Tourmaline often occurs in boron-rich granites and its genesis is still in dispute either formed from residual boron-rich silicate melt or from magmatic hydrothermal fluids with or without external fluid involvement. Here, we present a systematic investigation of in-situ major, trace elemental and boron isotopic variations of tourmaline from the Sanfang granite in Guangxi Province of South China, which demonstrate both the magmatic and hydrothermal origin for the formation of the tourmalines. The tourmaline occurs mainly in quartz-tourmaline nodules and tourmaline pegmatitic segregations within the Sanfang granite. Four types of tourmaline are identified: (1) isolated and disseminated tourmaline (Tur-D type) distributed in granite; (2) euhedral and subhedral tourmaline in quartz-tourmaline nodules (Tur-N type); (3) the earlier stage tourmaline (Tur-PE type) in pegmatitic segregations and (4) the later stage tourmaline (Tur-PL type) which replaced the Tur-PE type tourmaline in pegmatitic segregations. All the tourmalines belong to the alkali group representing dravite-schorl solid solution series with the former three types being schorl and the Tur-PL type being dravite. Petrography, chemical discrimination diagrams and Al occupations in the Y-site suggest that the Tur-D, Tur-N and Tur-PE type tourmalines are of magmatic origin and the Tur-PL type tourmalines are of hydrothermal fluid origin. Elemental and boron isotopic composition variations of tourmalines reflect the compositional and environmental evolution from late boron-rich magma to exsolved hydrothermal fluids. Chemicalvariations from the Tur-D to the Tur-N tourmalines are controlled by magma differentiation. The increase of Mg/(Mg+Fe) and Ca/(Ca+Na) ratios from the Tur-N to the Tur-PE tourmalines suggests the contamination of surrounding strata (e.g. the Sibao Group). Hydrothermal tourmalines have higher Mg/(Mg+Fe) and lower Na/(Na+Ca) ratios than the magmatic tourmalines. There is clear correlation at least in some trace elements (e.g. Sr, Pb) with major elements for all tourmalines, indicating the potential crystal chemical effects on their incorporation. Other trace element incorporation in tourmaline is largely controlled by melt and fluid composition. Hydrothermal tourmalines have high and stable V, Co and Ni contents, indicating relatively constant partition coefficient between hydrothermal tourmalines and the fluid. Hydrothermal tourmalines exhibit lower total REE contents but more pronounced positive Eu anomalies than the magmatic tourmalines. The δ11B values of all tourmalines from the Sanfang granite vary from -14.4‰ to -9.3‰, which indicate the boron in the Sanfang granite was mainly derived from partial melting of the metasedimentary source rocks. Boron isotopic variations of tourmaline are controlled by fractionation between melt-fluid and Rayleigh fractionation.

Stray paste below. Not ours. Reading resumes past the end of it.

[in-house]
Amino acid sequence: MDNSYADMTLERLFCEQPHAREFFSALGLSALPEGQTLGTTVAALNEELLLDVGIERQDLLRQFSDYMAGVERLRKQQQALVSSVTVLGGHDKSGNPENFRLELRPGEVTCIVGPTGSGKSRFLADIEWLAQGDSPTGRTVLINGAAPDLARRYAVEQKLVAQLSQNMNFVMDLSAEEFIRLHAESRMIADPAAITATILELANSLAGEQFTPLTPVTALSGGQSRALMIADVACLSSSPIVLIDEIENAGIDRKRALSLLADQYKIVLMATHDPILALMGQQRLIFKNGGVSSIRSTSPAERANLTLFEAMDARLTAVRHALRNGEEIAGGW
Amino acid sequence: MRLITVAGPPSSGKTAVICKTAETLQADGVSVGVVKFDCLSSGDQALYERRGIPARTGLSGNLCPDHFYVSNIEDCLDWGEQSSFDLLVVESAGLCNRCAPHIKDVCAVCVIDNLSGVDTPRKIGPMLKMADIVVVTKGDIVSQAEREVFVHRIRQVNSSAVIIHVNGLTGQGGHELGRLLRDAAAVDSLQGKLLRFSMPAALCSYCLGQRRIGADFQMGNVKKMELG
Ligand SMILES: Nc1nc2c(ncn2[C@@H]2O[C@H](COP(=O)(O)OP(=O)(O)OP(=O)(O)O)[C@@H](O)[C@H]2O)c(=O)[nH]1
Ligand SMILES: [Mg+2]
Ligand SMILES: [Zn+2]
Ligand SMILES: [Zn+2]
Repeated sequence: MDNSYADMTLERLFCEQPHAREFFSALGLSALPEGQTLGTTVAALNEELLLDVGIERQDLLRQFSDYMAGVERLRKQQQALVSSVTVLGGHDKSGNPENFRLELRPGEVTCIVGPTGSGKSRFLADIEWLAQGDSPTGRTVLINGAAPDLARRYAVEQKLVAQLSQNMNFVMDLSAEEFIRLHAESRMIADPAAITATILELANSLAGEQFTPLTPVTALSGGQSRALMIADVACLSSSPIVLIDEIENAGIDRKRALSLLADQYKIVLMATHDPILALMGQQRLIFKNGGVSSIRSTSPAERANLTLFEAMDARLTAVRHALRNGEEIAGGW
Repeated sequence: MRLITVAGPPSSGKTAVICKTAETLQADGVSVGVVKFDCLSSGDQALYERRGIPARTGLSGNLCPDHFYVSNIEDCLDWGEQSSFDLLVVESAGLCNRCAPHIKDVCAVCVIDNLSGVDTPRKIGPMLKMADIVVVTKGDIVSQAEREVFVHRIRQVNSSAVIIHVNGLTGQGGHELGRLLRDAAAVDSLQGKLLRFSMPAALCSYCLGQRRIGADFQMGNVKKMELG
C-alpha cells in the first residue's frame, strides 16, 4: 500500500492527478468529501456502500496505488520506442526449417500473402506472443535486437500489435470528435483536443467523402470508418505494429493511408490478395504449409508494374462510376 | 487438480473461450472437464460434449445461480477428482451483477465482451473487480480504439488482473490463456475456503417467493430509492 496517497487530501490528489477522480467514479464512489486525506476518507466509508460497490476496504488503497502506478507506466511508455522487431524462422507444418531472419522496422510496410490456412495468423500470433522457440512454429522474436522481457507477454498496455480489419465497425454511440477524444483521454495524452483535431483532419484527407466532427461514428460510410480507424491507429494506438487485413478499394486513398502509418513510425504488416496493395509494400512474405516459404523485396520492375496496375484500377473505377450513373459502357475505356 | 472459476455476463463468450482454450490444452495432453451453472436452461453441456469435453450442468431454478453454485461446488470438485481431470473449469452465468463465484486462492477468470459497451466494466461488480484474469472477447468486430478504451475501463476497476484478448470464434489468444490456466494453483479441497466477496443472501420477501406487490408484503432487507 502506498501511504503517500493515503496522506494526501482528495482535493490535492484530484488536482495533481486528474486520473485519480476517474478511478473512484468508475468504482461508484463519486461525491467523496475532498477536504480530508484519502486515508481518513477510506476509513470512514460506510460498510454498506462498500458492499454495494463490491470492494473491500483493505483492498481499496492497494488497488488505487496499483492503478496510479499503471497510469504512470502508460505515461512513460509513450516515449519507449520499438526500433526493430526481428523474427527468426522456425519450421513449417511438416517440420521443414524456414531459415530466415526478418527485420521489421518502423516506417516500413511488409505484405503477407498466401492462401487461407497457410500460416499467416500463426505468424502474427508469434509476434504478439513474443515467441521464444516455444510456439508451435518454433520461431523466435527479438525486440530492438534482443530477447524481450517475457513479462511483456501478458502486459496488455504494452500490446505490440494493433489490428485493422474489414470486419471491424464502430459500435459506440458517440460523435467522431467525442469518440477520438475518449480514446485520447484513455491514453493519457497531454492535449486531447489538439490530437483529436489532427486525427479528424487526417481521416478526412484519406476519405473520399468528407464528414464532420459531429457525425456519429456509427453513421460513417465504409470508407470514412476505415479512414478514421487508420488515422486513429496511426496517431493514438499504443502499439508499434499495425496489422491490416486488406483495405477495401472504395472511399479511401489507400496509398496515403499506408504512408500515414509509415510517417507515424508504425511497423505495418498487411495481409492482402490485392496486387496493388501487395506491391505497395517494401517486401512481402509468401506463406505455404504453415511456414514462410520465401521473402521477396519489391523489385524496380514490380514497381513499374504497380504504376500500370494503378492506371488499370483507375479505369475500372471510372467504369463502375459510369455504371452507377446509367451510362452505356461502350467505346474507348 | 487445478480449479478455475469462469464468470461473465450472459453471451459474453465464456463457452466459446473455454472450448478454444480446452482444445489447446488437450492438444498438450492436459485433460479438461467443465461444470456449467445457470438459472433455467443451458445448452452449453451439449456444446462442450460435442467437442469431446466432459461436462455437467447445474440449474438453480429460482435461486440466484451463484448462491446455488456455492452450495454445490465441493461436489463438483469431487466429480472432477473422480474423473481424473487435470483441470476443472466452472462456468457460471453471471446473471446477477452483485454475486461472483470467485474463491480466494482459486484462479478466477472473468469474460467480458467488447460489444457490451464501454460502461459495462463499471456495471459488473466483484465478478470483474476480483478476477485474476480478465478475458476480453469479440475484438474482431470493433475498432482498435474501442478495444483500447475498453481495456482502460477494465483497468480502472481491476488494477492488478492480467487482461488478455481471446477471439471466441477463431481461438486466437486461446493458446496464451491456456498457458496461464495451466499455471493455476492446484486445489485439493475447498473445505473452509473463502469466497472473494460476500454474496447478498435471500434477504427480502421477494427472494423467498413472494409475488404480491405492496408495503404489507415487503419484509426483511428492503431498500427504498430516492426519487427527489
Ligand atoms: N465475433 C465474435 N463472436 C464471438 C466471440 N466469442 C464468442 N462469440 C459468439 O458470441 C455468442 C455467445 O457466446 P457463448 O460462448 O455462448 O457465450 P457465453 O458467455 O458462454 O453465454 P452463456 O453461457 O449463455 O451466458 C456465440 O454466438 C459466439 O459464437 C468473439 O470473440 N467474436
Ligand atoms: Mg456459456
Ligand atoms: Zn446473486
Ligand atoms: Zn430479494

Keywords: tourmaline; geochemistry; boron isotope; magmatic-hydrothermal evolution; South China